20/11/2016 Sunday Politics North East and Cumbria


Andrew Neil and Richard Moss hear from the candidates for the Ukip leadership and look ahead to the chancellor's Autumn Statement.

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Morning folks - welcome to the Sunday Politics.


Theresa May says she'll deliver on Brexit but does that mean leaving


the EU's Single Market and the Customs Union?


Tory MPs campaign for a commitment from the Prime


The Chancellor pledges just over a billion pounds worth of spending


on Britain's roads but is that it or will there be


Their last leader was just 18 days in the job.


Here: Does Ukip really pose a threat to Labour dominance


And claims housing benefit changes might prevent some people


in London: Is the battle for Richmond Park based on the skies? Or


is it about a bigger conflict in Europe?


And with me - as always - and, no, these three aren't doing


the Mannequin challenge - it's our dynamic, demonstrative,


dazzling political panel - Helen Lewis, Isabel Oakeshott


and Tom Newton Dunn they'll also be tweeting throughout the programme.


First this morning - Theresa May has said


"Brexit means Brexit" - but can the Prime Minister -


who was on the Remain side of argument during the referendum


Well, Leave-supporting Tory MPs are re-launching


the "European Research Group" this morning to keep Mrs May's feet


Are you worried that you cannot trust Theresa May until payment to


deliver full Brexit was Magellan like I totally trust Theresa May,


100% behind her. She has displayed a massive amount of commitment to


making a success of Brexit for the country.


We don't know that yet, because nothing has happened. Why, then,


have you formed a pressure group? We were fed up with the negativity


coming out around Brexit. I feel positive about the opportunities we


face, and we are a group to provide suggestions. Who do you have in mind


when you talk about negativity - the Chancellor? No, from the Lib Dems,


for example, from Labour MPs. This is a pressure group for leaving


membership of the single market and customs union, correct? That is what


we are proposing. It has a purpose other than just to combat


negativity. When it comes to membership of the single market and


the customs union, can you tell us what Government policy is towards


both or either? Rightly, the Government hasn't made the position


clear, and I think that is the right approach, because we don't want to


review our negotiating hand. What we're saying... I'm not asking what


you are saying. Can you tell us what Government policy is towards


membership of these institutions? The Government wants to make sure


British businesses have the right to trade with EU partners, to forge new


trade deals with the rest of the world. We hope to Reza may speak at


Mansion house this week. -- we had Theresa May speak at Mansion house


this week. She has been clear, saying it was not a binary choice.


And she's right. Let's run that tape, because I want to pick up on


what she did say. This is what she had to say about the customs union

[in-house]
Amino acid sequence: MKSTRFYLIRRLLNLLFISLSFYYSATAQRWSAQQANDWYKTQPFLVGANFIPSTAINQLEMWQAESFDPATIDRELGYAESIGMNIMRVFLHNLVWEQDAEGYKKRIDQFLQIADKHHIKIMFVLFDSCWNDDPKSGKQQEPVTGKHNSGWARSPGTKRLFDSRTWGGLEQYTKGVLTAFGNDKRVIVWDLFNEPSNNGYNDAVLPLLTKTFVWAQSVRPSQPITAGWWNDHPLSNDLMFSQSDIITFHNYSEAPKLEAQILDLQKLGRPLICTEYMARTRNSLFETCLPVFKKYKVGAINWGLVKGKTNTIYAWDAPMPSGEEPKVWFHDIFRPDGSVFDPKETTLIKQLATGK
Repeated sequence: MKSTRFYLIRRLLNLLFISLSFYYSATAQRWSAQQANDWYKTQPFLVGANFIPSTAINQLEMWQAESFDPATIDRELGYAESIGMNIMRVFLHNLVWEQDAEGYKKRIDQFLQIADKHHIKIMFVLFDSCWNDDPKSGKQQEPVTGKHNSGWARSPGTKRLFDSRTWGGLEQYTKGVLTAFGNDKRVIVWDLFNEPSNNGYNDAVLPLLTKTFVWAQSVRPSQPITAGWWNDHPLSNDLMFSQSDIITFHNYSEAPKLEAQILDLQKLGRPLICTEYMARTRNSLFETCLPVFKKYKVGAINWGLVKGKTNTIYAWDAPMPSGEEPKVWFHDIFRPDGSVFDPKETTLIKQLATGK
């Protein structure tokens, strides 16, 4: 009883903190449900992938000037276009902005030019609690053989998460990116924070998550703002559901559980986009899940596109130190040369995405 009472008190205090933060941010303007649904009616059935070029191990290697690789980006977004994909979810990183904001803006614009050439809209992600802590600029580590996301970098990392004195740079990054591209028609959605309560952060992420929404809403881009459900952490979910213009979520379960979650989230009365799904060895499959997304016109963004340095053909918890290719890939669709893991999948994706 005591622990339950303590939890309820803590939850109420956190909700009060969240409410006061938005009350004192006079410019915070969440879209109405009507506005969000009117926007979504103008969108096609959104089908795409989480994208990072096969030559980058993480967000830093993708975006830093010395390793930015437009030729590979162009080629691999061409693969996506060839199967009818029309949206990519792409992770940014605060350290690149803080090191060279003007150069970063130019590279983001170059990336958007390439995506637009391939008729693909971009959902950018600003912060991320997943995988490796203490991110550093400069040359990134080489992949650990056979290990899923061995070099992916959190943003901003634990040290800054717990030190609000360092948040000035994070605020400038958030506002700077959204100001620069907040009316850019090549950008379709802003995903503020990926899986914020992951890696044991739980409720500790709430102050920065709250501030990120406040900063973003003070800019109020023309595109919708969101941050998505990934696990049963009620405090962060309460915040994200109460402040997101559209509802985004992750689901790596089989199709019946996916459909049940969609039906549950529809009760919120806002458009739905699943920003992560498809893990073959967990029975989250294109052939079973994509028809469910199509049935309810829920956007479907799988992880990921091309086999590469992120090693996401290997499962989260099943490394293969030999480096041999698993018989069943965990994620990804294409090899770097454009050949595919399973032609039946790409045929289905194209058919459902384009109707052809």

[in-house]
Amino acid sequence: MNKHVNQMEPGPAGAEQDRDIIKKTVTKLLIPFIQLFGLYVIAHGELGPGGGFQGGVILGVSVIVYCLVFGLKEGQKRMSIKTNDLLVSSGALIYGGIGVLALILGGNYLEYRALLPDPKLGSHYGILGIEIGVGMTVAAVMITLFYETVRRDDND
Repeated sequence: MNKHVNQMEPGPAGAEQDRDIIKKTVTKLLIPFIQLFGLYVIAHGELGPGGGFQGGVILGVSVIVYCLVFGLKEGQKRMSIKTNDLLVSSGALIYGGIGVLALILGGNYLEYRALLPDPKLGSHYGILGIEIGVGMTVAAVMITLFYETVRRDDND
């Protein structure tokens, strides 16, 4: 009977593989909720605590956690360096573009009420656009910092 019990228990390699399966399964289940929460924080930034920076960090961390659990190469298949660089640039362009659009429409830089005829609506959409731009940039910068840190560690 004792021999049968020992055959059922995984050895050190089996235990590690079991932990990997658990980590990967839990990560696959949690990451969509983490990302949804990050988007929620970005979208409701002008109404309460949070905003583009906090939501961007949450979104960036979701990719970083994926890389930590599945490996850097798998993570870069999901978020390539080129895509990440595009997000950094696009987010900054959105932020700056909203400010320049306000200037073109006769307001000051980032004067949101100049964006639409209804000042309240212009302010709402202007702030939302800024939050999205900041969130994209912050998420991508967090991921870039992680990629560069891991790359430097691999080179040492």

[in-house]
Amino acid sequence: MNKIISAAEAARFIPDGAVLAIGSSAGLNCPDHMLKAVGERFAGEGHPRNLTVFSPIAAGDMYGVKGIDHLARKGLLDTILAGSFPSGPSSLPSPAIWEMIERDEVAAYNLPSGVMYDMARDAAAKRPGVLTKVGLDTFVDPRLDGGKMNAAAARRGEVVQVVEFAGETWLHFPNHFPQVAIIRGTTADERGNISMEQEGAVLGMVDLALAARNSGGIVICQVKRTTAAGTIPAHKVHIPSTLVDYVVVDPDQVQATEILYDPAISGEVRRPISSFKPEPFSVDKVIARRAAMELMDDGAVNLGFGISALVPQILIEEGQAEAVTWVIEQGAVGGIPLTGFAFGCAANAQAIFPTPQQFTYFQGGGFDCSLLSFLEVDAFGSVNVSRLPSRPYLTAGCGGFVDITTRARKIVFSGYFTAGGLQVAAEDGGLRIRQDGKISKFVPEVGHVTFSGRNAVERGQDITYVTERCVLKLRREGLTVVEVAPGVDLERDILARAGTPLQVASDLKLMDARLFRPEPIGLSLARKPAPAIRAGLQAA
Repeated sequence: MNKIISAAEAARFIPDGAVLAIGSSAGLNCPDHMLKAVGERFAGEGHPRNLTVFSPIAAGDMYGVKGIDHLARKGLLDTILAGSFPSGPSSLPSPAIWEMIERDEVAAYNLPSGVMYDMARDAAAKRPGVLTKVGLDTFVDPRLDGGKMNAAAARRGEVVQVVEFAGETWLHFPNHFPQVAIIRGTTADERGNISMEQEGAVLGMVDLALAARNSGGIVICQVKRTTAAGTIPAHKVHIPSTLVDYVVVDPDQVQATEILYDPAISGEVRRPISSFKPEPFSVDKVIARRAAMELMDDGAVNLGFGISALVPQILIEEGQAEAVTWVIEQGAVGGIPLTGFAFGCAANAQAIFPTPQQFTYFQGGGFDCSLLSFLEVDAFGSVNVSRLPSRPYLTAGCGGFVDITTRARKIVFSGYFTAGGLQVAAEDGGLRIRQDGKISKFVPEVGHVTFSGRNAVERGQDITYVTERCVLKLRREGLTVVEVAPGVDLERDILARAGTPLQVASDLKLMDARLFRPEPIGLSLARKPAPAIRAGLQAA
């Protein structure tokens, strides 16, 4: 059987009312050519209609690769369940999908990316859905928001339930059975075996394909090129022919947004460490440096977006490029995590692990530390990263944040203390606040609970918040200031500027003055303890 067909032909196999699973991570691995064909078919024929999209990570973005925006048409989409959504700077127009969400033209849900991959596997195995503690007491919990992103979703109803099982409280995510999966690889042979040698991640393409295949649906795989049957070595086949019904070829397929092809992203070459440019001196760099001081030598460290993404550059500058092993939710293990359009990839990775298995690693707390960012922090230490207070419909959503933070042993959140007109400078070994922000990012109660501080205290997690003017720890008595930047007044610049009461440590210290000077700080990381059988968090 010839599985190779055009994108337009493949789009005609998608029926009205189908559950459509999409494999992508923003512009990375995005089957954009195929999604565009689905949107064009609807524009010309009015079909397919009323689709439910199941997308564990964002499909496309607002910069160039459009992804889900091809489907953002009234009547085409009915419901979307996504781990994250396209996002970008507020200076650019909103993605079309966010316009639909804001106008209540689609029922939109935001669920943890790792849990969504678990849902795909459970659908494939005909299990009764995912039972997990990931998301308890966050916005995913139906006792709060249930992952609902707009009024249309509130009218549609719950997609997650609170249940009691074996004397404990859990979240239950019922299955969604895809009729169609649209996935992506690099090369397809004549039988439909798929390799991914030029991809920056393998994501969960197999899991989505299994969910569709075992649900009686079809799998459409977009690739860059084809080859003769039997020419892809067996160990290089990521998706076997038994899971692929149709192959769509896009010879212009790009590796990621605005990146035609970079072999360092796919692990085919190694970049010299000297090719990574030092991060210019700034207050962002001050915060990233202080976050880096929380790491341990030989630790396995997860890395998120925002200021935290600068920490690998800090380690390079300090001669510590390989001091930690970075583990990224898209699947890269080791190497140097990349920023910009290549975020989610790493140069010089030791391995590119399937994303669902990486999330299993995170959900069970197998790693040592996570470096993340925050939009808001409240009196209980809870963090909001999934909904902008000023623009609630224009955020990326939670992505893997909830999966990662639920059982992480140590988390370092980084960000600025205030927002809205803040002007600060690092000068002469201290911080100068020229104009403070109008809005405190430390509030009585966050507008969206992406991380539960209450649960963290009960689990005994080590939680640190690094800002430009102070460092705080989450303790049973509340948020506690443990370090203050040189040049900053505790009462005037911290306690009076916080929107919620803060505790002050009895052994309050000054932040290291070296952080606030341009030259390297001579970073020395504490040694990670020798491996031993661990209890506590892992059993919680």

at Prime Minister's Question Time. On the whole question of the customs


union, trading relationships that we have with the European Union and


other parts of the world once we have left the European Union, we are


preparing carefully for the formal negotiations. We are preparing


carefully for the formal negotiations. We want to ensure we


have the best possible trading deal with the EU once we have left. Do


you know what she means when she says being in the customs union is


not a binary choice? I think she's right when she says that. At the


moment, and you know this, as long as we are in the customs union, we


cannot set our own tariffs or rules, cannot have a free trade agreement


with the US or China. We need to leave a customs union to do that.


Binary means either you are in or you are out, self which is it? We


still want to trade with the EU, and I think we can have a free trade


agreement with the EU. That is a separate matter, and it has to do


with the single market. What about the customs union? We need to leave


the customs union. We do it and properly. That is how to get the


most out of this opportunity. Summit is a binary choice? The Prime


Minister is right when she says it's not a binary choice. Both can't be


right. We can leave the customs union, get their benefits, and have


a free trade agreement with zero tariffs with the EU. So it is a


binary choice an either be stale really. Yellow like I am saying the


Prime Minister is right when she says it is not a binary choice. -- I


am saying the Prime Minister is right. We need clarity. Youth had


said -- you have said it is a binary choice. We need to leave the


constraints of the customs union. It pushes up prices. The EU is not


securing the right trade deals, and if we want to make the most of it,


we need to get out there and get some deals going. Do you accept that


if we remain in the customs union, we cannot do our own free-trade


deals? Yellow right 100%. That is why we have to leave. -- 100%. Do


you accept that if we leave the customs union but stay with


substantial access, I don't say membership, but substantial access


to the single market, that goods going from this country to the


single market because we're no longer in the union will be subject


to complicated rules of origin regulations, which could cost


business ?13 billion a year? I would like to see a free-trade agreement


between the UK and the EU. Look at the Canadian deal. I give you that,


but if we're not in the customs union, things that we bring in on